links.push('http://dailypuppy.com');
    links[links.length] = 'http://bigeyedeer.wordpress.com';

    Associative Arrays – OMG! Ponies!

    One myth that keeps sticking is that JavaScript has a magical thing called associative arrays. These allow you to not just number the items but give them names instead! You find examples like:

    var links = new Array();
    links['Cute Overload'] = 'http://cuteoverload.com';
    links['I can has cheeseburger'] = 'http://icanhascheezburger.com';
    links['Pencils at dawn'] = 'http://pencilsatdawn.wordpress.com';
    links['Hobotopia'] = 'http://apelad.blogspot.com';

    This is treachery to the highest degree. It is a confusing JavaScript trait, as what you created here is not really an array, but an object. Want proof? – Do an alert(typeof links) or try alert(links[1]).

    Object shortcut (literal) notation – getting curly.

    So called associative arrays are actually objects, which means you will also find other scripts that took the earlier example serious and use the following instead:

    var links = new Object();
    links['Cute Overload'] = 'http://cuteoverload.com';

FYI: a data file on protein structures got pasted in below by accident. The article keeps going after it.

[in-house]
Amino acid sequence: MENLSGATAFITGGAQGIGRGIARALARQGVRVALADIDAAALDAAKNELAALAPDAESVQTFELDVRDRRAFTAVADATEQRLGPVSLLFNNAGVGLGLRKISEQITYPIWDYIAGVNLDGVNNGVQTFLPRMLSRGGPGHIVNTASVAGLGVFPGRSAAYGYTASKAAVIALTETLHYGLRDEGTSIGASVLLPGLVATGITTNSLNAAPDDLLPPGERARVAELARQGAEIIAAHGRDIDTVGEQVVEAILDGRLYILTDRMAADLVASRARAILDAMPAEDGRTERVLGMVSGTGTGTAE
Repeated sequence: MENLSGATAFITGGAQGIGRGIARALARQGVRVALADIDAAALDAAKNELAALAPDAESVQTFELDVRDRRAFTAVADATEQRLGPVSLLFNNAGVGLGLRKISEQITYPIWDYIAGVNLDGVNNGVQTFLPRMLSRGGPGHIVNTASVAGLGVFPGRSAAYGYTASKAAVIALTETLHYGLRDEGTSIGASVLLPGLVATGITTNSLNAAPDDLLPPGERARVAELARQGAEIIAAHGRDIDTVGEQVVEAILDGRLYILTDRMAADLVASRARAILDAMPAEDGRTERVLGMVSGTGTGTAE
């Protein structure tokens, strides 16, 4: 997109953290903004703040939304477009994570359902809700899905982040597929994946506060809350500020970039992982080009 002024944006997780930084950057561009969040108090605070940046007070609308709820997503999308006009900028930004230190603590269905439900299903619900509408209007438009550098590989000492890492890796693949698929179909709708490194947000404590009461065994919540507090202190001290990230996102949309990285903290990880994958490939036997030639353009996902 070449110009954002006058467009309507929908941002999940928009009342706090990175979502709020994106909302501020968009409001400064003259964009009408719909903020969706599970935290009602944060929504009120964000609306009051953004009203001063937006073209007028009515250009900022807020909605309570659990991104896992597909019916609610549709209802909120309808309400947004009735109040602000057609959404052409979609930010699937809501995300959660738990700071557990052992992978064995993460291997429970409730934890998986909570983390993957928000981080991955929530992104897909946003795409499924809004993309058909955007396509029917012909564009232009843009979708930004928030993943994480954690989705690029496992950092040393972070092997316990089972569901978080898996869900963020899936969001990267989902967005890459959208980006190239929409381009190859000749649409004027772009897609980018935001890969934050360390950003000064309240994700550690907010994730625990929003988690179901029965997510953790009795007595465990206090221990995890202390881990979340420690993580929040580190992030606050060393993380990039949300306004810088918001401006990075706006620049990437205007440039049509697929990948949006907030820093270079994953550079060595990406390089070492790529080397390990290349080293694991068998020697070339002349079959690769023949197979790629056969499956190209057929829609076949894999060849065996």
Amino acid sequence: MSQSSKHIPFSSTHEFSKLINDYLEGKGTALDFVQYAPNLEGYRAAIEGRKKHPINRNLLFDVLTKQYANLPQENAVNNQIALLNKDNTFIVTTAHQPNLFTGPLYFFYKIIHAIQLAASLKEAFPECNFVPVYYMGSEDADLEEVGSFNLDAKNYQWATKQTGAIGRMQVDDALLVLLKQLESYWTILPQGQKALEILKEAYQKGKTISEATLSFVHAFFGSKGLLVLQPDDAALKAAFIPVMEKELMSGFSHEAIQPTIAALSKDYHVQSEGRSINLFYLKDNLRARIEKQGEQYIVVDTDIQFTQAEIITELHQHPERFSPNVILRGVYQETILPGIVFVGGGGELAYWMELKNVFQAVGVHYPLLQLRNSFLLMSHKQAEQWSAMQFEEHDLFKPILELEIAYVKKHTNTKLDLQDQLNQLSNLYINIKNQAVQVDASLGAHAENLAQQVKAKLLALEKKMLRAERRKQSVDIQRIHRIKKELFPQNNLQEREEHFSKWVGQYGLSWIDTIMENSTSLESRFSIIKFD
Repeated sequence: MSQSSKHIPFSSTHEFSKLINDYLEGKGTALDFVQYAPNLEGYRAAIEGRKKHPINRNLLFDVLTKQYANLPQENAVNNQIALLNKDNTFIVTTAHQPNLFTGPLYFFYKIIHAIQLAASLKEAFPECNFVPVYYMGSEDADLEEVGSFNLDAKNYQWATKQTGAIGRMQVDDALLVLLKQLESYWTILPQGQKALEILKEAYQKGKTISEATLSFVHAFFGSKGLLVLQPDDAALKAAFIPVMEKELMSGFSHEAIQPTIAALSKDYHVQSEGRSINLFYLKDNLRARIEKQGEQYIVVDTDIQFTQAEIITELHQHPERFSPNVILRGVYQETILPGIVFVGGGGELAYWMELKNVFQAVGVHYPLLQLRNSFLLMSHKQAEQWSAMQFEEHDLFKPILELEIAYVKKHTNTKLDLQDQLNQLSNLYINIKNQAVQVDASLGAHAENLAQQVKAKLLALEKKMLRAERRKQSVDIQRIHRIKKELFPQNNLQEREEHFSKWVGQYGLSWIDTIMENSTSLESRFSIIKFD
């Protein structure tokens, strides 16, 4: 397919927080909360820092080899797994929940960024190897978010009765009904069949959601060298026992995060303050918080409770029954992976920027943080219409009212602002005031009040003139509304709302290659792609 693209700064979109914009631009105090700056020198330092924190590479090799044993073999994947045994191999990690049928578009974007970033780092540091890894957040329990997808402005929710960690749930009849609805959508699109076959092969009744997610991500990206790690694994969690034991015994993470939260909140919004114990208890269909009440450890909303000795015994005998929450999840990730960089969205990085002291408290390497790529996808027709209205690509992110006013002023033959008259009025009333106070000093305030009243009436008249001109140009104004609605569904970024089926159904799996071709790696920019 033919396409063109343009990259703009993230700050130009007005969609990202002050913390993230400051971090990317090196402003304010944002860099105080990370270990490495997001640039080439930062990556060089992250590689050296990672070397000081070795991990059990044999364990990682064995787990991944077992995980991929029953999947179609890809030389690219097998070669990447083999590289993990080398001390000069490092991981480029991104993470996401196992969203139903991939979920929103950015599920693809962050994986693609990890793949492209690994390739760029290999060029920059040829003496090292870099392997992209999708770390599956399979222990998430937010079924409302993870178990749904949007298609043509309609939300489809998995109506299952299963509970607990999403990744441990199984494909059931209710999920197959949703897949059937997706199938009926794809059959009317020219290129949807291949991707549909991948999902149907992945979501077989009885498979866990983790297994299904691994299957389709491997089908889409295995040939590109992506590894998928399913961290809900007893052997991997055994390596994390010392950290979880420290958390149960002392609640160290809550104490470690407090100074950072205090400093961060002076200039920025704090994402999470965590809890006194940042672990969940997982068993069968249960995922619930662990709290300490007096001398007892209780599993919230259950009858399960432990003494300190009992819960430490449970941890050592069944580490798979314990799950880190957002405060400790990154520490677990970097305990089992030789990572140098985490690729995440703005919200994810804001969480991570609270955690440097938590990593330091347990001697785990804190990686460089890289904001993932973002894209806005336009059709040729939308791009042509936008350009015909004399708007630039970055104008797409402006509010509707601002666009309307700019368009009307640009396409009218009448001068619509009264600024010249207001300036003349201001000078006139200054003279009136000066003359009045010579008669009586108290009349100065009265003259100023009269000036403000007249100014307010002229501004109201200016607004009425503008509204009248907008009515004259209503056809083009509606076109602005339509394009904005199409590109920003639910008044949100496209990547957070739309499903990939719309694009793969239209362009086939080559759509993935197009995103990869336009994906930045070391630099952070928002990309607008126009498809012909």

links['I can has cheeseburger'] = 'http://icanhascheezburger.com';
    links['Pencils at dawn'] = 'http://pencilsatdawn.wordpress.com';
    links['Hobotopia'] = 'http://apelad.blogspot.com';

    Again we have far too much repetition. For objects, you have the Object Literal Notation as a shortcut, which basically is using curly braces:

    var links = {
      'Cute Overload' : 'http://cuteoverload.com',
      'I can has cheeseburger' : 'http://icanhascheezburger.com',
      'Pencils at dawn' : 'http://pencilsatdawn.wordpress.com',
      'Hobotopia' : 'http://apelad.blogspot.com' // <-- again, no comma!
    }

    The semicolons get replaced by commatacommas (Happy, Stuart?) (except for the last one which you need to omit) and the equal signs become colons. If the properties (the things to the left of the colon) don’t have any spaces in them, you can even get rid of the quotes:

    var chris = {
      hair : 'red',
      age : 32,
      city : 'London'
    }

    You can access the properties with object.property when they don’t have any spaces or with object[property] when they have spaces. For example:

    var links = {
      'Cute Overload' : 'http://cuteoverload.com',
      'I can has cheeseburger' : 'http://icanhascheezburger.com',